Clinical relevance of systemic and local IGF-I

Endocr Dev. 2005;9:11-16. doi: 10.1159/000085718.


The insulin-like growth factor family of ligands, receptors and binding proteins are critical for many normal physiological functions. These include normal development during fetal and post-natal development and maintenance of organ function in adult life. Circulating IGF-I is produced primarily by the liver under GH control, whereas the production of tissue IGF-I has other controls. Recent studies have demonstrated that both circulating and tissue IGF-I are important for maintaining the normal structure-function of complex organs such as bone. Circulating IGF-I is important for maintaining ambient GH levels; in its absence GH elevation is seen leading to insulin resistance. In addition, low levels of circulating IGF-I retard the progression and metastatic potential of a number of cancers.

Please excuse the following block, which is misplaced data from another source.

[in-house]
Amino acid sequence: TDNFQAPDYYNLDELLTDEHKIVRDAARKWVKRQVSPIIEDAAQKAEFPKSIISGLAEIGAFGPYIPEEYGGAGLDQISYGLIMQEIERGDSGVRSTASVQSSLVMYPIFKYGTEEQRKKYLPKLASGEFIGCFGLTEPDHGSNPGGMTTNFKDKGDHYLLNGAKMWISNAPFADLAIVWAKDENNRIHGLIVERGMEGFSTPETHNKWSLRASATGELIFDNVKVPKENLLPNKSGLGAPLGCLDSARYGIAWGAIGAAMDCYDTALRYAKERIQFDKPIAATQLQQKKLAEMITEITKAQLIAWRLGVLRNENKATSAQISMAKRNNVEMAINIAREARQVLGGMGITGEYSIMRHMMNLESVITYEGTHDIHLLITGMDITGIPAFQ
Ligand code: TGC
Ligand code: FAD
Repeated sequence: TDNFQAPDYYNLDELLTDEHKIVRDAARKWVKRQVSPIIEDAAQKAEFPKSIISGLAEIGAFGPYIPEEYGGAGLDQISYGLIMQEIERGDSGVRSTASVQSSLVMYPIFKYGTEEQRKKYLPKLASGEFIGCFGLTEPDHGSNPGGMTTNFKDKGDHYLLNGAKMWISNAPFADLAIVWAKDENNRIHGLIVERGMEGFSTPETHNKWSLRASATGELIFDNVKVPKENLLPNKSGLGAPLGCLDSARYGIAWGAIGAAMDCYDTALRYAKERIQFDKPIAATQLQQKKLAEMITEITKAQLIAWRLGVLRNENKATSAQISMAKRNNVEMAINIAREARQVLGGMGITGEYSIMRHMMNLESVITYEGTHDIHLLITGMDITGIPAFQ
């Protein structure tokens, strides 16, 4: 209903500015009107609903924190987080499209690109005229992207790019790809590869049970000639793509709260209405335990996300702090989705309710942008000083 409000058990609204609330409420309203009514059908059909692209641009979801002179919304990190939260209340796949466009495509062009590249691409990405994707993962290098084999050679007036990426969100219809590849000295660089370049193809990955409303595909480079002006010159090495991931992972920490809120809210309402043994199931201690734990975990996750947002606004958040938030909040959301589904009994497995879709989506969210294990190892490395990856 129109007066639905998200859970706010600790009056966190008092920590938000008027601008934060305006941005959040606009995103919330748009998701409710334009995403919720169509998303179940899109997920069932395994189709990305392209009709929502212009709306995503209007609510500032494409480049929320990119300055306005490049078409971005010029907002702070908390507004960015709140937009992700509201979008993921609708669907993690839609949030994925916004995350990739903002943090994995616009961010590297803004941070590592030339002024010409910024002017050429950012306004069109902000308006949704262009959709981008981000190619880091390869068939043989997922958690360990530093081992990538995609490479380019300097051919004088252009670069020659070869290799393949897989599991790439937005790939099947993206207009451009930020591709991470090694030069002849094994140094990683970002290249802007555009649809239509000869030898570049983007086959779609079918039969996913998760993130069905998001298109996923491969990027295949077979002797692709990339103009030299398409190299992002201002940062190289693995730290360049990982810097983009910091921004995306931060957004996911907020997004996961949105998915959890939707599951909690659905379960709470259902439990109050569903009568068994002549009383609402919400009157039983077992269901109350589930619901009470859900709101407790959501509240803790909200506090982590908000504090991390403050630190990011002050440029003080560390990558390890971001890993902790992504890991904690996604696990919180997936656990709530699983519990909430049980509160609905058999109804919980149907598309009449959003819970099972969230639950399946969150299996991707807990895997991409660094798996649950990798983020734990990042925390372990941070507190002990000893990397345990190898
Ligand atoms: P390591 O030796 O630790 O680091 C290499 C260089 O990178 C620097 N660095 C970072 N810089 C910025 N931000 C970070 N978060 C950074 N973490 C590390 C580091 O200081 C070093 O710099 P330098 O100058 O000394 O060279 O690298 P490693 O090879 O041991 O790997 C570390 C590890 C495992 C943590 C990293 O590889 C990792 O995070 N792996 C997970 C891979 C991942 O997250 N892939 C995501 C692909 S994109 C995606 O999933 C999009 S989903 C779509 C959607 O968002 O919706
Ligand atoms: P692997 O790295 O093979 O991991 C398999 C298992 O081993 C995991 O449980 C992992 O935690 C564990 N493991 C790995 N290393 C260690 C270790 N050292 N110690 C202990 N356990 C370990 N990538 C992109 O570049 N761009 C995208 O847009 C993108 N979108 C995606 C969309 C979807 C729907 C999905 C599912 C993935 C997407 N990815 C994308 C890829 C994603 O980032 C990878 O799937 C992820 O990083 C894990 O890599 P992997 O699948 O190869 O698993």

Publication types

  • Review

MeSH terms

  • Animals
  • Humans
  • Insulin Resistance / physiology*
  • Insulin-Like Growth Factor I / genetics
  • Insulin-Like Growth Factor I / physiology*
  • Neoplasms / genetics
  • Neoplasms / physiopathology*


  • Insulin-Like Growth Factor I